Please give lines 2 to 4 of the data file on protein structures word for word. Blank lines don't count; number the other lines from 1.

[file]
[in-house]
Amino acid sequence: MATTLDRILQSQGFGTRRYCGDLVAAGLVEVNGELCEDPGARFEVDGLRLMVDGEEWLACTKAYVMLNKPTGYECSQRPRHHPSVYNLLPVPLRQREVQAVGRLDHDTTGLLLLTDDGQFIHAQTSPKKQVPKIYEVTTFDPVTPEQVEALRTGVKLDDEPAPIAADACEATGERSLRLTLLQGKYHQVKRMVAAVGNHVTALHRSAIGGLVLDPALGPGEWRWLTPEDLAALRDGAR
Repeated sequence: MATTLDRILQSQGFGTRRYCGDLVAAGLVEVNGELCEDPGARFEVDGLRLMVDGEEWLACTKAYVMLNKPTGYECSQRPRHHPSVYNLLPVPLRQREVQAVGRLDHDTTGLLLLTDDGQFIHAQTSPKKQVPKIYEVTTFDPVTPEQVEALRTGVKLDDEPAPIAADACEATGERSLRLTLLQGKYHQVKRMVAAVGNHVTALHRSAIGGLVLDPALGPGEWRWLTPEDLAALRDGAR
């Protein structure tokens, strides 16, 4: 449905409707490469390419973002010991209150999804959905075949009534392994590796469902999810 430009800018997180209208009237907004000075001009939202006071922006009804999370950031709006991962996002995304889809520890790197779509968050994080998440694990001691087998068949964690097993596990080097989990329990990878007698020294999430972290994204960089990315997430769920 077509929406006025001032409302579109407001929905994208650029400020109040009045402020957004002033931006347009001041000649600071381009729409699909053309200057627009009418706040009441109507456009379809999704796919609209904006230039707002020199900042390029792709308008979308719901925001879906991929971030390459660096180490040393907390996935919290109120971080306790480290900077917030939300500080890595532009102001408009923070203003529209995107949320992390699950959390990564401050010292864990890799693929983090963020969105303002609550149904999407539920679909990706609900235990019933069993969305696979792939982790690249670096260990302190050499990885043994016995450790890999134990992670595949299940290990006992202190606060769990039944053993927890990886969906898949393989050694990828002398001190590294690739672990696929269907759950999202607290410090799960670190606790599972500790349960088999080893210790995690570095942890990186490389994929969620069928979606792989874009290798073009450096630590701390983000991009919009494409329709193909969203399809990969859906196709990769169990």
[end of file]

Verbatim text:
Amino acid sequence: MATTLDRILQSQGFGTRRYCGDLVAAGLVEVNGELCEDPGARFEVDGLRLMVDGEEWLACTKAYVMLNKPTGYECSQRPRHHPSVYNLLPVPLRQREVQAVGRLDHDTTGLLLLTDDGQFIHAQTSPKKQVPKIYEVTTFDPVTPEQVEALRTGVKLDDEPAPIAADACEATGERSLRLTLLQGKYHQVKRMVAAVGNHVTALHRSAIGGLVLDPALGPGEWRWLTPEDLAALRDGAR
Repeated sequence: MATTLDRILQSQGFGTRRYCGDLVAAGLVEVNGELCEDPGARFEVDGLRLMVDGEEWLACTKAYVMLNKPTGYECSQRPRHHPSVYNLLPVPLRQREVQAVGRLDHDTTGLLLLTDDGQFIHAQTSPKKQVPKIYEVTTFDPVTPEQVEALRTGVKLDDEPAPIAADACEATGERSLRLTLLQGKYHQVKRMVAAVGNHVTALHRSAIGGLVLDPALGPGEWRWLTPEDLAALRDGAR
């Protein structure tokens, strides 16, 4: 449905409707490469390419973002010991209150999804959905075949009534392994590796469902999810 430009800018997180209208009237907004000075001009939202006071922006009804999370950031709006991962996002995304889809520890790197779509968050994080998440694990001691087998068949964690097993596990080097989990329990990878007698020294999430972290994204960089990315997430769920 077509929406006025001032409302579109407001929905994208650029400020109040009045402020957004002033931006347009001041000649600071381009729409699909053309200057627009009418706040009441109507456009379809999704796919609209904006230039707002020199900042390029792709308008979308719901925001879906991929971030390459660096180490040393907390996935919290109120971080306790480290900077917030939300500080890595532009102001408009923070203003529209995107949320992390699950959390990564401050010292864990890799693929983090963020969105303002609550149904999407539920679909990706609900235990019933069993969305696979792939982790690249670096260990302190050499990885043994016995450790890999134990992670595949299940290990006992202190606060769990039944053993927890990886969906898949393989050694990828002398001190590294690739672990696929269907759950999202607290410090799960670190606790599972500790349960088999080893210790995690570095942890990186490389994929969620069928979606792989874009290798073009450096630590701390983000991009919009494409329709193909969203399809990969859906196709990769169990």